mkdir /home/$user/.ssh
chmod 700 /home/$user/.ssh
echo "$key" >> /home/$user/.ssh/authorized_keys
chmod 644 /home/$user/.ssh/authorized_keys
ssh-keygen -t rsa -N '' -f /home/$user/.ssh/id_rsa
chown -R $user:$user /home/$user/.ssh

# harden ssh config
sed -i "s/.*PubkeyAuthentication.*/PubkeyAuthentication yes/g" /etc/ssh/sshd_config
sed -i "s/.*PasswordAuthentication.*/PasswordAuthentication no/g" /etc/ssh/sshd_config
sed -i "s/.*PermitRootLogin.*/PermitRootLogin no/g" /etc/ssh/sshd_config
echo "AllowUsers $user" >> /etc/ssh/sshd_config
echo "$user      ALL=(ALL)       NOPASSWD: ALL" >> /etc/sudoers

# setup firewall
apt-get -y -q install ufw
ufw default deny incoming
ufw allow ssh
ufw allow http
ufw allow https
ufw --force enable

# setup fail2ban
apt-get -y -q install fail2ban
cat <<EOT > /etc/fail2ban/jail.local
bantime = 1h

enabled = true

enabled  = true

enabled  = true

enabled  = true

enabled  = true
systemctl reload fail2ban

# Install additional packages
if [ -n "$aptpackages" ]
  apt-get -y -q install $aptpackages

# Install snap packages
if [ -n "$snappackages" ]
  apt-get -y -q install snapd
  snap install core
  snap refresh core
  snap install --classic $snappackages

Mar 16, 2022 - Some more find snippets

Some more find snippets

Exec complex commands with find

find * -exec is a great way to run a simple command on multiple files, like shown in Aug 21, 2020 - More Unix tools. But what to do if you want to run more complex commands, where the “file” variable isn’t necessary at the end of the command, or you need more variables?

Lets say you have a similar task, a lot of tar files you want to extract. But now each tar file is in it’s own directory and you want to extract the files inside there. tar has the -C target_directory option which can do that, so for a single file it would be tar xJf SomeDirectory/Something.tar.xz -C SomeDiretory. But how do you do this in combination with find * -exec for multiple files/directories?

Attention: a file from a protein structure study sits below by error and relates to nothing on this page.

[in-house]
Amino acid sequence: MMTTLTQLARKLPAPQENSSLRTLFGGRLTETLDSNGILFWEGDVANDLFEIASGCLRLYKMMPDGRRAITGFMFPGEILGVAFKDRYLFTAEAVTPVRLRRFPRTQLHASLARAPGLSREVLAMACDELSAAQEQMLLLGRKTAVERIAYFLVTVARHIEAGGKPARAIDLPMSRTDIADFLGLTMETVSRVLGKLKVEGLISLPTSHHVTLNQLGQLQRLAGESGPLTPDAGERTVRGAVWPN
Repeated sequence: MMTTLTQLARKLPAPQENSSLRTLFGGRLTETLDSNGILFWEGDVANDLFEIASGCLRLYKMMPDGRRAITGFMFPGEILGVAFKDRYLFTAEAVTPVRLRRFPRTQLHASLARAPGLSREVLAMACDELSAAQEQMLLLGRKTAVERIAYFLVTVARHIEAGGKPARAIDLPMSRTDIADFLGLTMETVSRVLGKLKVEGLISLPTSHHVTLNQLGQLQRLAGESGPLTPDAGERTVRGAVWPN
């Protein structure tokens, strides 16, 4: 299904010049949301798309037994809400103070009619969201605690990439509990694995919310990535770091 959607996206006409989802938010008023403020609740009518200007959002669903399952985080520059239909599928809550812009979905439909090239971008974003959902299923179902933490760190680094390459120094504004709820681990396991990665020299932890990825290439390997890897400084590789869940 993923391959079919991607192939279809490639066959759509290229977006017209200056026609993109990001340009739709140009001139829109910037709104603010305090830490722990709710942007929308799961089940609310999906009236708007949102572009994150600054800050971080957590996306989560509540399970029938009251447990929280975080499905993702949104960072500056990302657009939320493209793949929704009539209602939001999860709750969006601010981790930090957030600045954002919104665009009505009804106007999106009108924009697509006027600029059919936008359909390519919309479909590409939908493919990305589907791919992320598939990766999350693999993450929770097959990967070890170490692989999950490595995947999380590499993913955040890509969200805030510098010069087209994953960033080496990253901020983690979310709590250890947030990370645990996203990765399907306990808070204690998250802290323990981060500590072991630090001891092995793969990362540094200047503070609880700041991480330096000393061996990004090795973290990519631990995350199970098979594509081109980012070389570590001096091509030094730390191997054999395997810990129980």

You have to do this via -exec sh -c ''! For example:

find * -type f -name "*.xz" -exec sh -c 'dir=$(dirname "$0"); tar xJf "$0" -C "$dir"' {} \;

As usual you pass in the found file as last argument via {} \; to the exec command. But then in that case the exec command launches a shell which takes it in and passes it on to the shell script you specify in -c '...' as first argument $0.

Find + awk to extract information via regex groups

Recently I had to extract the image dimensions from a few thousand of tif images. Again find came to the rescue, in combination with awk. As single and double quotes and there combinations are quite important for both, find * -exec didn’t work directly in that case. I had to iterate over the find output with a for loop.

echo "Filename , Width , Height" >> image_dims.csv"
for i in `find * -type f -name "*.tif"`; do echo -n "$i , "; tiffinfo $i | head -3 | tr '\n' ' ' | awk 'match($0,/.+Width:\ ([0-9]+).+Length:\ ([0-9]+).+/,a) {print a[1],",",a[2]}' >> image_dims.csv; done;

To break it down:

find * -type f -name "*.tif" generates a list of the tif files, for iterates over them and runs the commands between the do and done.

tiffinfo spits out lots of information about an tif image (but only the first 3 lines are needed), e.g.:

TIFF Directory at offset 0x8 (8)
  Subfile Type: multi-page document (2 = 0x2)
  Image Width: 2960 Image Length: 2960

tr '\n' ' ' removes the linebreaks, so everything’s on one line.

awk 'match($0,/.+Width:\ ([0-9]+).+Length:\ ([0-9]+).+/,a) is looking for two groups of decimals, one after “Width: “ and one after “Length: “. These two values will be stored in the array a.

print a[1],",",a[2] simply prints the two values.